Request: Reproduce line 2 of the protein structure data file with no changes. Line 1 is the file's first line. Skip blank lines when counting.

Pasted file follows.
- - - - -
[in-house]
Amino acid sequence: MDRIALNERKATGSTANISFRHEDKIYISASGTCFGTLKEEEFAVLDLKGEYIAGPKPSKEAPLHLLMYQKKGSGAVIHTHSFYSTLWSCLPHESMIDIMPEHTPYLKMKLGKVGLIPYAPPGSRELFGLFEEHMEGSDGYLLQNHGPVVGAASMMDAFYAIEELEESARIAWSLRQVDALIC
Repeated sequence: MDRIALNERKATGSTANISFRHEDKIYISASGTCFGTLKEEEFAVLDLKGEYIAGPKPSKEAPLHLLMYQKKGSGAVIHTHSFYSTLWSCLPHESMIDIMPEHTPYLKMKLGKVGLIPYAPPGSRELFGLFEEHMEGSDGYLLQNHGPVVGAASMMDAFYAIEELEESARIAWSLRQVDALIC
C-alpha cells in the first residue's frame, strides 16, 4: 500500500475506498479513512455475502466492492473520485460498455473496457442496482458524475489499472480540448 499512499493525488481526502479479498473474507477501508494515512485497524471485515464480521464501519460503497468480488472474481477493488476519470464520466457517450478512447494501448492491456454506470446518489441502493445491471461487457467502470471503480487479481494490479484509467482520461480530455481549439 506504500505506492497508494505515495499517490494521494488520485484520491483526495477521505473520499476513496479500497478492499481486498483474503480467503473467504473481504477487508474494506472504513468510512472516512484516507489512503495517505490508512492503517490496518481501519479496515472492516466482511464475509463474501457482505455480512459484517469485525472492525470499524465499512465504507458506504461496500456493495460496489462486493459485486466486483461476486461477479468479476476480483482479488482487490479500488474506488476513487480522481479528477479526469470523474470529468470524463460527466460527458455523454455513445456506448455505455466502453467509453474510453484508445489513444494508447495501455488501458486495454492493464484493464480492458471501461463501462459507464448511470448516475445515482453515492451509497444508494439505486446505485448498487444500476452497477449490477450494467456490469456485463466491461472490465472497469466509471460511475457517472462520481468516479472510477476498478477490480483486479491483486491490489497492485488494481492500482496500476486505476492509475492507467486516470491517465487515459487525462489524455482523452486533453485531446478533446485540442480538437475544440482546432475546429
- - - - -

Amino acid sequence: MDRIALNERKATGSTANISFRHEDKIYISASGTCFGTLKEEEFAVLDLKGEYIAGPKPSKEAPLHLLMYQKKGSGAVIHTHSFYSTLWSCLPHESMIDIMPEHTPYLKMKLGKVGLIPYAPPGSRELFGLFEEHMEGSDGYLLQNHGPVVGAASMMDAFYAIEELEESARIAWSLRQVDALIC